Guerrillas have also used chemical weapons in insurgencies. In 2007, groups of Iraqi guerrillas detonated vehicular-borne improvised explosive devices that combined conventional explosives with chlorine gas in canisters. These attacks were not very effective against their targets–Iraqi security forces and civilians as well as coalition troops. They would have been much more deadly against unprotected civilians.
Terrorist targeting of chemical facilities is also a grave concern. Various U.S. government and non-government experts had identified the United States as potentially vulnerable to terrorist attacks against chemical plants or rail tankers transporting toxic chemicals such as chlorine. In its “National Planning Scenarios,” the Department of Homeland Security used one scenario involving the detonation of a chlorine storage tank that resulted in 17,500 deaths and more than 100,000 injuries.
The potential magnitude of such disasters are well-known to Asians, who can readily recall the December 1984 toxic gas release at the Union Carbide India pesticide plant at Bhopal in Madhya Pradesh, which exposed more than half a million people to methyl isocyanate gas and other chemicals. Perhaps as many as 10,000 people died and many more have since suffered from their debilitating injuries. The Union Carbide Corporation claims a disgruntled worker sabotaged the plant. A terrorist could do likewise at many other chemical storage or production plants, which typically are not as heavily guarded as military, nuclear, or government facilities.
Although not as well-known as the gas attacks in Europe during World War I, Asian countries have used chemical weapons in their own conflicts. During the 1930 and 1940s, the Imperial Japanese Army that tried to conquer China abandoned hundreds of thousands of chemical munitions used for artillery shells on Chinese territory after Japan’s surrender. Following years of frustrating delays, China and Japan have only recently begun eliminating these weapons.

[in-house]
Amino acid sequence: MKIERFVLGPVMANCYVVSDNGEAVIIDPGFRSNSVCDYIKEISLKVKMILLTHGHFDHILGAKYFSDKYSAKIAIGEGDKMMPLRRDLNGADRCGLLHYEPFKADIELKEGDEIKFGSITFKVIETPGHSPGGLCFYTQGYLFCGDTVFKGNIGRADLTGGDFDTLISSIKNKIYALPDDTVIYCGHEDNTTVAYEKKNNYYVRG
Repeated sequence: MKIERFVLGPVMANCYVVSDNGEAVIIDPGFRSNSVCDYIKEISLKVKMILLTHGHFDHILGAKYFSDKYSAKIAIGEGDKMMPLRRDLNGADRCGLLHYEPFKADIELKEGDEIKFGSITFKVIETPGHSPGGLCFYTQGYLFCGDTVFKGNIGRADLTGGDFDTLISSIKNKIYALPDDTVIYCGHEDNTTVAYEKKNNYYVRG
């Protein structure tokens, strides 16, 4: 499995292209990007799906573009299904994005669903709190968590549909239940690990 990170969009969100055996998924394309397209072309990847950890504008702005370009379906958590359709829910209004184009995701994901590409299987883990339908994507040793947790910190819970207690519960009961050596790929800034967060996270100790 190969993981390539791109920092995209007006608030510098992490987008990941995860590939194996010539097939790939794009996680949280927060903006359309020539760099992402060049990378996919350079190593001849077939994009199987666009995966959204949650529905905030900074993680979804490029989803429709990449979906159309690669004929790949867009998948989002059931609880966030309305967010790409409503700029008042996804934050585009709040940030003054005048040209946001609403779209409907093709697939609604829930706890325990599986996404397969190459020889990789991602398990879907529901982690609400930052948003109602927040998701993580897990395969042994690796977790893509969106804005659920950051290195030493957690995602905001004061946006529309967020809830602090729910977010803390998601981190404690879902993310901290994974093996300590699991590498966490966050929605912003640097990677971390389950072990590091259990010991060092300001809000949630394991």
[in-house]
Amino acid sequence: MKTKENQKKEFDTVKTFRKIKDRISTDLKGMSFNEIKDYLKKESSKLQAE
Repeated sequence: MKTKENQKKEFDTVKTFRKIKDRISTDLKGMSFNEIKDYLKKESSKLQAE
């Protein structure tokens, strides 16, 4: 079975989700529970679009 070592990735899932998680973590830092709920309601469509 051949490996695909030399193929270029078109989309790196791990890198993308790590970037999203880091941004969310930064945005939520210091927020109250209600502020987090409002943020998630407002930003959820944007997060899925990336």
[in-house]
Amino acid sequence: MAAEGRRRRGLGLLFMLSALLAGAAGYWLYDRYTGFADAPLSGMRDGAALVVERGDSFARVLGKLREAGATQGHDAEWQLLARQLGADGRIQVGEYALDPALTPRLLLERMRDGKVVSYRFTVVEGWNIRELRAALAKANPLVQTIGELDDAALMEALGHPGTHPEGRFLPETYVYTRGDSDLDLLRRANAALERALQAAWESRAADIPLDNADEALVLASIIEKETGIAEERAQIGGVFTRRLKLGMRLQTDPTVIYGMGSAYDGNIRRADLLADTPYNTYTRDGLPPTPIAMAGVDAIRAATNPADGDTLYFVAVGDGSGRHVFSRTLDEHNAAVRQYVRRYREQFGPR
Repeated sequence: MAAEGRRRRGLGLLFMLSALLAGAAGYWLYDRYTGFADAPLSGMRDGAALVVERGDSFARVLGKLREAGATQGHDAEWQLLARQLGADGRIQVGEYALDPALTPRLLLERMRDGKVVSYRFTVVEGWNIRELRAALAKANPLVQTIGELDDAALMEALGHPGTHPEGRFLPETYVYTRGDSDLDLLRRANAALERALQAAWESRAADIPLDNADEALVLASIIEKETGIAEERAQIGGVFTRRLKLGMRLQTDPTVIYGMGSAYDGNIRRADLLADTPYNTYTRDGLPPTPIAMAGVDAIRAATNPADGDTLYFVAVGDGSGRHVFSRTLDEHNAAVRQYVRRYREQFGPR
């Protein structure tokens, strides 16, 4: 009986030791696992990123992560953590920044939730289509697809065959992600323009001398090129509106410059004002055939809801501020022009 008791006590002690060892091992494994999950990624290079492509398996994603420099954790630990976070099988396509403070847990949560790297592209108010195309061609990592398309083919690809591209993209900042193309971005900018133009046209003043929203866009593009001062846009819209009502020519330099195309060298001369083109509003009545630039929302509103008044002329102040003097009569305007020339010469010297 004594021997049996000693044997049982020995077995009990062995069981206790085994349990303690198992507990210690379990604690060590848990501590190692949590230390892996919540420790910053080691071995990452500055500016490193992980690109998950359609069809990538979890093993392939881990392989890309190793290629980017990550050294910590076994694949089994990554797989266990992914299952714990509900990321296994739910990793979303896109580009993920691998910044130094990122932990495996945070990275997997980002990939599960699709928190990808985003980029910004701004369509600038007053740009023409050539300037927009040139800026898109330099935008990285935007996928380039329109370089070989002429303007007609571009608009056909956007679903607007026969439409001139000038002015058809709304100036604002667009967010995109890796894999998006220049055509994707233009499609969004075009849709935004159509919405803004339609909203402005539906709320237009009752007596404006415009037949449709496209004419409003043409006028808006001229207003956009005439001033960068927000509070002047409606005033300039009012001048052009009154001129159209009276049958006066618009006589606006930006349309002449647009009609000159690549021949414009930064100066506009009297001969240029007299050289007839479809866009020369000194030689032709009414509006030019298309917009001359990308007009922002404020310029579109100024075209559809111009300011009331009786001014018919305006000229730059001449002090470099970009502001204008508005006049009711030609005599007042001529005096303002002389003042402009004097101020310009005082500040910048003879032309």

Japan has committed to paying all the elimination costs, including excavating the weapons, transporting them to a disposal point, and destroying them in an environmentally acceptable manner. But Japanese contractors have sometimes found working inside China on such a controversial issue challenging. The Chinese authorities arrested several of them on espionage charges in September 2010 to coerce the Japanese government into releasing the fishing boat captain who rammed several Japanese Coast Guard ships in the disputed waters of the East China Sea.
Although recent news coverage has focused on threats in the Middle East, North Korea is thought to have one of the world’s largest operational chemical weapons arsenals. General Leon LaPorte, former commander of U.S. forces in South Korea, said that North Korean military doctrine “is to use chemical weapons as a standard munition.”
The announcement a few years ago that South Korea had eliminated its own chemical weapons, like the earlier removal of U.S. nuclear weapons from ROK territory, had little impact on North Korea’s chemical weapons policy, partly because Seoul had always declined to publicize its chemical weapons holdings or elimination efforts.